When spending of stipulated amounts are made mandatory, it is also equally important to provide specifications on the kind of journals or the quality or kind of books to be brought. These are largely excluded from the guidelines. While it is accepted that a “university” has huge institutional criteria, which can be met only through a large capital flow, the necessary conditions that mandates entry of trusts, a society or a section 25c company as the sponsoring body raises questions on the possibility of crony capital finding space in this sector. The guideline mostly discusses the amount to be dispersed but not on the outcome part of such an institutional set up. Input costs mentioned in the guidelines are according to UGC norms but this again violates the reasons for state legislations to license private universities.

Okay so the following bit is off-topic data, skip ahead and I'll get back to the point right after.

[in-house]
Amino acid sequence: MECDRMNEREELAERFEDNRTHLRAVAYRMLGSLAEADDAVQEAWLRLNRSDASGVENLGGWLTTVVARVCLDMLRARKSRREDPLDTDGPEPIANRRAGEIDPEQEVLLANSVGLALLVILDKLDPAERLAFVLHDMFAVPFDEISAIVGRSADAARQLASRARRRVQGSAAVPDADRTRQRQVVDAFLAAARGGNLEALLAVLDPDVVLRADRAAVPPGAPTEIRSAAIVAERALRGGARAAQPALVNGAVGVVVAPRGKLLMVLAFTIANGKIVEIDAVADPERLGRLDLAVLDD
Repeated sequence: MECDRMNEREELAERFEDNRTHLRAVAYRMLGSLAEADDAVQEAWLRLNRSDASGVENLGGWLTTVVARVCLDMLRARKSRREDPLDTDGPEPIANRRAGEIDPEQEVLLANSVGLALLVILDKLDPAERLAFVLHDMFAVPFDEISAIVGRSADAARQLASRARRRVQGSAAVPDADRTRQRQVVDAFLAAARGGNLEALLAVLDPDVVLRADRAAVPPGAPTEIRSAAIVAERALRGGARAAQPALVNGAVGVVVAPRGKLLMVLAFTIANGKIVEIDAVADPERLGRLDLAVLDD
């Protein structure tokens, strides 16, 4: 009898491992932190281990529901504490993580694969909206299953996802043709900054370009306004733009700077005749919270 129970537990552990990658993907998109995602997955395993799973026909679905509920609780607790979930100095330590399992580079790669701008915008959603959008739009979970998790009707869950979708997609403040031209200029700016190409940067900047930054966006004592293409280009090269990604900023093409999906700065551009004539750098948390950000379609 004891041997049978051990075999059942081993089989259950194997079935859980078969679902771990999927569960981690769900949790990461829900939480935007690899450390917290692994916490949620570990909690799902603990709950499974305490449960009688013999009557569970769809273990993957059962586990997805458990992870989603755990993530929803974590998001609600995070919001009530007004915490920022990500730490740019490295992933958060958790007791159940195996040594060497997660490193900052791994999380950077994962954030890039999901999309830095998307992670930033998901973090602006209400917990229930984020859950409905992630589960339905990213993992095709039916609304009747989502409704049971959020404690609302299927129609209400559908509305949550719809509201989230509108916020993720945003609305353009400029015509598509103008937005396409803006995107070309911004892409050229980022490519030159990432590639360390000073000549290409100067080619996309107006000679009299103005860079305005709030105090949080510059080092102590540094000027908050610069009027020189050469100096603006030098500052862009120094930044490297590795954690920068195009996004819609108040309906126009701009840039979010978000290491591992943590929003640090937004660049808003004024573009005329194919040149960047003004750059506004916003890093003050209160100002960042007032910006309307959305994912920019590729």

Reflections from the above observations